Some of the shares of common stock owned by the other officers and directors are not subject to the proxies held by Mr. Brown and Mr. DeVore. When those shares are added in, the management of Zion holds 81% of the voting control prior to the completion of this offering and would have 64% of the voting control if the minimum amount of the offering is placed and 39% of the voting control if the maximum is placed.

Cash dividends may not be paid to shareholders.

You may receive little or no dividends on your shares of common stock. The board of directors has not directed the payment of any dividends, does not anticipate paying dividends on the shares for the foreseeable future and intends to retain any future earnings to finance our growth. Payment of dividends, if any, will depend, among other factors, on our earnings, capital requirements, and the general operating and financial condition, and will be subject to legal limitations on the payment of dividends out of paid-in capital.

There will be a limited public market, if any, for the shares.

There is no public market for the shares of common stock being offered. We cannot assure you that a sufficient active trading market will develop or that you will be able to resell your shares at prices equal to or greater than your respective initial purchase price. The market prices for the securities of energy companies have historically been highly volatile. The market has from time to time experienced significant price and volume fluctuations that are unrelated to the operating performance of any particular company. The market price of the shares may be affected significantly by factors such as announcements by us or by our competitors, variations in our results of operations, and market conditions in the extractive industries in general. The market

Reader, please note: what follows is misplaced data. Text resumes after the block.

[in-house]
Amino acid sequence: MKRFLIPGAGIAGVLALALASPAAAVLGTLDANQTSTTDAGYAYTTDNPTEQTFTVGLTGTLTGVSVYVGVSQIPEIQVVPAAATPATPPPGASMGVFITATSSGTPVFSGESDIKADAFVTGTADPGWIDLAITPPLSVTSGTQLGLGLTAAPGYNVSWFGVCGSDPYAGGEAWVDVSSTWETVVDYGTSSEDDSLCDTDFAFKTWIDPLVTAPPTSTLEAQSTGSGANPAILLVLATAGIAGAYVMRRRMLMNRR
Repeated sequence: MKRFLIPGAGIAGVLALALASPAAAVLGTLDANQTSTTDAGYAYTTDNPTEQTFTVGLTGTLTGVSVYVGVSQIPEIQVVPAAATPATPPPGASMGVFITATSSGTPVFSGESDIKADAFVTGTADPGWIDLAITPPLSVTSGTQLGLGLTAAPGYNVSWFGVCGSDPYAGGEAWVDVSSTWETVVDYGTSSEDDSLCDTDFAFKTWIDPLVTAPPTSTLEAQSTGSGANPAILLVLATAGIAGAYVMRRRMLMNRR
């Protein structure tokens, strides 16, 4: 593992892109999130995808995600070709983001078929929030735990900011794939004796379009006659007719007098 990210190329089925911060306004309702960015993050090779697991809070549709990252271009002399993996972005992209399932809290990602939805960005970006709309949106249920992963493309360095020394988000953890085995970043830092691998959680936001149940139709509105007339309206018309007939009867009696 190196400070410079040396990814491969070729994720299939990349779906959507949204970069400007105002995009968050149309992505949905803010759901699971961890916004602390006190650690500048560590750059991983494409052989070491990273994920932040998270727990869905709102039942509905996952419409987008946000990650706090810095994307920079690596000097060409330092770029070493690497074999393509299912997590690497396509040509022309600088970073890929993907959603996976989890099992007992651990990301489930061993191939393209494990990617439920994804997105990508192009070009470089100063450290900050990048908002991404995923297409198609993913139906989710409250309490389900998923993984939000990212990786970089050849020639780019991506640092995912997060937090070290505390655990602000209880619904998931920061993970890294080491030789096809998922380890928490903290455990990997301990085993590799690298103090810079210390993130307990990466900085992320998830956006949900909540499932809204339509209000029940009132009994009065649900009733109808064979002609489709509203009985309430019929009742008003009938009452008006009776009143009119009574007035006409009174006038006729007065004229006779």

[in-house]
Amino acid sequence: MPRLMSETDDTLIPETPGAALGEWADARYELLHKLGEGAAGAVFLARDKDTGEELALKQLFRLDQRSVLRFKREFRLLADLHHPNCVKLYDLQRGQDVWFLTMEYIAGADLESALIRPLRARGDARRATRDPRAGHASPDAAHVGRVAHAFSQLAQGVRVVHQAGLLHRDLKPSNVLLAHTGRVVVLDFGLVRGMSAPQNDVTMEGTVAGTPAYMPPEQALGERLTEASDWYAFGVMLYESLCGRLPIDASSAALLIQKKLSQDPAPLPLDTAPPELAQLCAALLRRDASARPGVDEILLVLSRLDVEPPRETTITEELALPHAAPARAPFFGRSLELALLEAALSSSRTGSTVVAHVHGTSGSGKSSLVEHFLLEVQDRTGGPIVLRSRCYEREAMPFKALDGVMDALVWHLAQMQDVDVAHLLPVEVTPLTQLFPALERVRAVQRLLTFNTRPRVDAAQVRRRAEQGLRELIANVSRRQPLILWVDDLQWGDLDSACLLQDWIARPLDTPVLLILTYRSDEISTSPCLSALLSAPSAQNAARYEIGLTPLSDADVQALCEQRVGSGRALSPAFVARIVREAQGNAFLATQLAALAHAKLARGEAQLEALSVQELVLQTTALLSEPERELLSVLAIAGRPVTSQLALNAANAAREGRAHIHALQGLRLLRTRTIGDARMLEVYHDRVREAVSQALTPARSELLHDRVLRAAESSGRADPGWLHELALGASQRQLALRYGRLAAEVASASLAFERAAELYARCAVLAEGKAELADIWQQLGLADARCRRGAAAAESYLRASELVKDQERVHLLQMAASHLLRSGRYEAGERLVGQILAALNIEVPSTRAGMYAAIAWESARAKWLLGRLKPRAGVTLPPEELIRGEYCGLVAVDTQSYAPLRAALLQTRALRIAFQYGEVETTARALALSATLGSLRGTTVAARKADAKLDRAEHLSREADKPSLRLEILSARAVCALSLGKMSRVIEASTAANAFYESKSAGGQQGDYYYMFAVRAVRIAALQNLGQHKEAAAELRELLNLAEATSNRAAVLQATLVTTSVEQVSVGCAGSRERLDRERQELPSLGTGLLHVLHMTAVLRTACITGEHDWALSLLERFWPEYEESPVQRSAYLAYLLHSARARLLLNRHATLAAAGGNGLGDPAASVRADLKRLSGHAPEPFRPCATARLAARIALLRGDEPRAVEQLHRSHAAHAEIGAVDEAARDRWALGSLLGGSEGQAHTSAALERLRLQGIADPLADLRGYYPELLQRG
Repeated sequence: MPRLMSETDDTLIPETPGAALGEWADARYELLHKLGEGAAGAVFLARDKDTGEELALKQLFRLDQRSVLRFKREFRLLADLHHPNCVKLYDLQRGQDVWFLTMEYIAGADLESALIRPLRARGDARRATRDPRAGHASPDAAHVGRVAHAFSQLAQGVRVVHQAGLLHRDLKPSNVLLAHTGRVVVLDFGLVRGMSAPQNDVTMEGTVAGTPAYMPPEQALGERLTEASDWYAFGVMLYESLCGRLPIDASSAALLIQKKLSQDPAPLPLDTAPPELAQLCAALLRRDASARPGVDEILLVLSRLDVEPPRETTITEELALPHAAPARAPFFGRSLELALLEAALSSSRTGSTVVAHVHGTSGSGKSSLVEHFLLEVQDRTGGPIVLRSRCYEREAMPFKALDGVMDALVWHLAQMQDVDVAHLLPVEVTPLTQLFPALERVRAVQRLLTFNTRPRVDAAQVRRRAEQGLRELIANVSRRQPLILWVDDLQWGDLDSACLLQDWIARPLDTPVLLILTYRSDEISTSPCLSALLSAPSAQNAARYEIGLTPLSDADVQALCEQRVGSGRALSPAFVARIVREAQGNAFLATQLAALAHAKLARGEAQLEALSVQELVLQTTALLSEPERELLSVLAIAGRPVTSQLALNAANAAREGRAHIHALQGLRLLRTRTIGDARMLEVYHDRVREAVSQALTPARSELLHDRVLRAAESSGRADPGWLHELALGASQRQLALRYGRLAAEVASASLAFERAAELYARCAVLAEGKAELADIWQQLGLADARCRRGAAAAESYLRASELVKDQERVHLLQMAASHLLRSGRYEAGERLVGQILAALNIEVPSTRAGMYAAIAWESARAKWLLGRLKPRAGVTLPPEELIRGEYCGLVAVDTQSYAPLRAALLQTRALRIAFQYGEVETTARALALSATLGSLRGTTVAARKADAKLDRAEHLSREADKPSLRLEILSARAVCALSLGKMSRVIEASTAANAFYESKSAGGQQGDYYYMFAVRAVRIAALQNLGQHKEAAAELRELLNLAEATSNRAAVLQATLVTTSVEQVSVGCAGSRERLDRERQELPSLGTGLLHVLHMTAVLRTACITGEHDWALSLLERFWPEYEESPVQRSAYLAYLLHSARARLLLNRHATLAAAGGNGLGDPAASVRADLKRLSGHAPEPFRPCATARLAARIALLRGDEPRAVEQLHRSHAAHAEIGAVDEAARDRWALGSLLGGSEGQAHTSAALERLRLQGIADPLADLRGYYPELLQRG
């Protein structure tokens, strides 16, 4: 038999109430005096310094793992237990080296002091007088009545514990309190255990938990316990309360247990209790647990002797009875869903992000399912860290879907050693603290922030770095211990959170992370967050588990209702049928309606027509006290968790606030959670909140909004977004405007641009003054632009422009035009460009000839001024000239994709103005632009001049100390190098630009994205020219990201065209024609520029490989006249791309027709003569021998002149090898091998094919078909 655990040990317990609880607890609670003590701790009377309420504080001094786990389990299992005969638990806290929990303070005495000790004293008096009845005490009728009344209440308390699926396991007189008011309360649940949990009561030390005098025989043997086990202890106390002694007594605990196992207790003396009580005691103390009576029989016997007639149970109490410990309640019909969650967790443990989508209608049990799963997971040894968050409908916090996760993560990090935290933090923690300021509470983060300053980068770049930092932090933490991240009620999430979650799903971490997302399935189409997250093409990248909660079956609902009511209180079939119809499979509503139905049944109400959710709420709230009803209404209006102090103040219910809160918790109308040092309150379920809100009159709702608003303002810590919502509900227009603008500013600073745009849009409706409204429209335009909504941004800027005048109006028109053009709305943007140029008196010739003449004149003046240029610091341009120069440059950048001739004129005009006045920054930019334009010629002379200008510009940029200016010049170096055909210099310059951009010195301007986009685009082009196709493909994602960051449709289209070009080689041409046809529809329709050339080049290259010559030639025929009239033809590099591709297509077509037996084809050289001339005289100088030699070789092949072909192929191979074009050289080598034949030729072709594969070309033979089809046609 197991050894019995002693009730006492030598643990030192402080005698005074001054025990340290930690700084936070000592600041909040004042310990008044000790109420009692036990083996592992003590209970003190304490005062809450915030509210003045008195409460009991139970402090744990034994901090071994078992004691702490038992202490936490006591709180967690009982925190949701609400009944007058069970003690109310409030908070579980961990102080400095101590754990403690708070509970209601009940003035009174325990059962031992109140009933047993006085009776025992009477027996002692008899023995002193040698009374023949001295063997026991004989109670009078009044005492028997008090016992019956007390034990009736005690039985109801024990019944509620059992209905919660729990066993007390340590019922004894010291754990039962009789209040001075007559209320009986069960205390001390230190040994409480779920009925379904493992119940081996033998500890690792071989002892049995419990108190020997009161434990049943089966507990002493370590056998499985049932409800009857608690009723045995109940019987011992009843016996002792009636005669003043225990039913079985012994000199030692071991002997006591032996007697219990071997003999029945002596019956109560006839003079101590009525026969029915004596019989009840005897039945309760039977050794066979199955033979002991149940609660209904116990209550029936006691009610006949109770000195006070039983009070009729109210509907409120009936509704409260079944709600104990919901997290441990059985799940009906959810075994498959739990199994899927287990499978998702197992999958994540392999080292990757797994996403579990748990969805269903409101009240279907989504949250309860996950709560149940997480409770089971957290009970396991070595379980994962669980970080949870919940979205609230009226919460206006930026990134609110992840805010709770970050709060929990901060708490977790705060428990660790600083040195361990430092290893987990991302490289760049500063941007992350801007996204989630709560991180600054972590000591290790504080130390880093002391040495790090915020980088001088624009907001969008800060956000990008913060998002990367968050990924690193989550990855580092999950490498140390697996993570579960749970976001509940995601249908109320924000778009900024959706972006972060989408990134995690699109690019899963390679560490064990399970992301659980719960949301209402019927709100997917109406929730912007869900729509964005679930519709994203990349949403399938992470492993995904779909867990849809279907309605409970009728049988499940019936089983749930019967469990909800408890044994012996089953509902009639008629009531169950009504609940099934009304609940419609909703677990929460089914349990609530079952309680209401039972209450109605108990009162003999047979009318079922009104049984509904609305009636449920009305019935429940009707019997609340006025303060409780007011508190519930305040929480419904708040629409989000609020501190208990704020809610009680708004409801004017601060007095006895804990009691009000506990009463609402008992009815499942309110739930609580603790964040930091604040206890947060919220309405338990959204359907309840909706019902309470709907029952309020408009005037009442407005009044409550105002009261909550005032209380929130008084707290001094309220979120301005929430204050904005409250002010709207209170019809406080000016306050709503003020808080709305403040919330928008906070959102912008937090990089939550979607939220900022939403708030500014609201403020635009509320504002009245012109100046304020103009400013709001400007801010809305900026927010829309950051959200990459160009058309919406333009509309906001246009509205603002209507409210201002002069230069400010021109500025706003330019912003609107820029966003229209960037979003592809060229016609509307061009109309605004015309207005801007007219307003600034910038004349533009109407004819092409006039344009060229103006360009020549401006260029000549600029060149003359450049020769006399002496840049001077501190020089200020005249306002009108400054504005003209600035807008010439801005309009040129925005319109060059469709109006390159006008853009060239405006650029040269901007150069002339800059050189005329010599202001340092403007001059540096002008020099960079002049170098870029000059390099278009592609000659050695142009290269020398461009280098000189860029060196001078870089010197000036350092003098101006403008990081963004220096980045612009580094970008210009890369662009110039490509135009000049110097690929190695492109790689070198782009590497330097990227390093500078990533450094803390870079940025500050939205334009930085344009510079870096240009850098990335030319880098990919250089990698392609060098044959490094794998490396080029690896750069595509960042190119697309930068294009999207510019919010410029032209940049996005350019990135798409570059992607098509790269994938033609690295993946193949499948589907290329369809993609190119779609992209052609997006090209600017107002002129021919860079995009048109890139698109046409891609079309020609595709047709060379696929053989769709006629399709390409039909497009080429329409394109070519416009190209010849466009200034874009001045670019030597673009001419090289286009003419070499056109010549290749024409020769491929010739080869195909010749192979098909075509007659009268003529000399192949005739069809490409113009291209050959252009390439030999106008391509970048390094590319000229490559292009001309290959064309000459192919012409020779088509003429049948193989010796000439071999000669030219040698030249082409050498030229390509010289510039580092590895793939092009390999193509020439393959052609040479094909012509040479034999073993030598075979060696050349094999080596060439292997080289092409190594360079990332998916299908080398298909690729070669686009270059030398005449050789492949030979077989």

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price may also be affected by movements in prices of stock in general. As a result of these factors, you may not be able to liquidate an investment in the shares readily or at all.

Failure to obtain or maintain market makers could impair the value of your investment.

The value of your investment would be impaired if we are not listed on a national exchange and are unable to obtain or maintain at least one NASD market maker. This would mean fewer shares of common stock being bought and sold, delays in transactions, and lower prices than might otherwise prevail. Furthermore, the lack of market makers could result in persons being unable to buy or sell shares of the common stock on any secondary market. We cannot assure you that we will be able to obtain or maintain market makers.

Shares currently outstanding may soon be eligible for future sale, which might put downward pressure on the price of all shares.

All of the shares of common stock that are currently held are restricted securities and were purchased at prices significantly lower than the price of this offering. Such shares cannot be sold in the open market without a separate registration except in reliance upon Rule 144 under the Securities Act of 1933. However, most of these shares have been held for more than the minimum holding period under Rule 144, and the holders may sell those shares into the public market, which might put downward pressure on the price.

There may be a limited market for natural gas, causing natural gas prices to decrease, which could negatively impact the results of our operations and financial condition.

To the best of our knowledge, as of the date hereof, there are four primary competitors for the sale of natural gas to the Israeli market. The source of the gas is from the recently discovered large gas fields offshore Israel and the Gaza Strip and the very large gas fields offshore Egypt. In light of the relatively small size of the current Israeli market for natural gas, in the event that we and other groups exploring for natural gas in Israel succeed in discovering significant new reserves of natural gas, such discoveries may result in a decrease in the market price for natural gas and impede our ability to sell any reserves of natural gas we discover until such time as the Israeli market for natural gas increases to an extent where it is able to accommodate additional reserves.